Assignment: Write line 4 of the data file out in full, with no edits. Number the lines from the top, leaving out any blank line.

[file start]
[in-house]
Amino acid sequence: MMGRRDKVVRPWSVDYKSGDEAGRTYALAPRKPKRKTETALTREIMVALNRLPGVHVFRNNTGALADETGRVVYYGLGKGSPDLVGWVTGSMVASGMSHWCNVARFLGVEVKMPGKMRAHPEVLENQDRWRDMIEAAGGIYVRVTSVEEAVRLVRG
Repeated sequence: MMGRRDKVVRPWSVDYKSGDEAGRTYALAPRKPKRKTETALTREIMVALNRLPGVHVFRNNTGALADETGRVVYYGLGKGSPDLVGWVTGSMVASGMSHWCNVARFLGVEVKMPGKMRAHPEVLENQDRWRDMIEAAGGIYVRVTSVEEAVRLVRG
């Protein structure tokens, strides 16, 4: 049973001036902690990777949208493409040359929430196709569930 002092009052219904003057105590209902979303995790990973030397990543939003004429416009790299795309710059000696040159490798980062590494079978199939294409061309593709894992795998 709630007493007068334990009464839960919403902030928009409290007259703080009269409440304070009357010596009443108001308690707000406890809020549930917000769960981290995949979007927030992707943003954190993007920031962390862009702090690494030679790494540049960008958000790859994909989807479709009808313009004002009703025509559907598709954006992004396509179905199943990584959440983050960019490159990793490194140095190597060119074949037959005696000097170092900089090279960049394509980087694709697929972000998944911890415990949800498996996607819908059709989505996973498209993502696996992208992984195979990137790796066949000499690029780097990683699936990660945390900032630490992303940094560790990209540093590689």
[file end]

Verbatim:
């Protein structure tokens, strides 16, 4: 049973001036902690990777949208493409040359929430196709569930 002092009052219904003057105590209902979303995790990973030397990543939003004429416009790299795309710059000696040159490798980062590494079978199939294409061309593709894992795998 709630007493007068334990009464839960919403902030928009409290007259703080009269409440304070009357010596009443108001308690707000406890809020549930917000769960981290995949979007927030992707943003954190993007920031962390862009702090690494030679790494540049960008958000790859994909989807479709009808313009004002009703025509559907598709954006992004396509179905199943990584959440983050960019490159990793490194140095190597060119074949037959005696000097170092900089090279960049394509980087694709697929972000998944911890415990949800498996996607819908059709989505996973498209993502696996992208992984195979990137790796066949000499690029780097990683699936990660945390900032630490992303940094560790990209540093590689």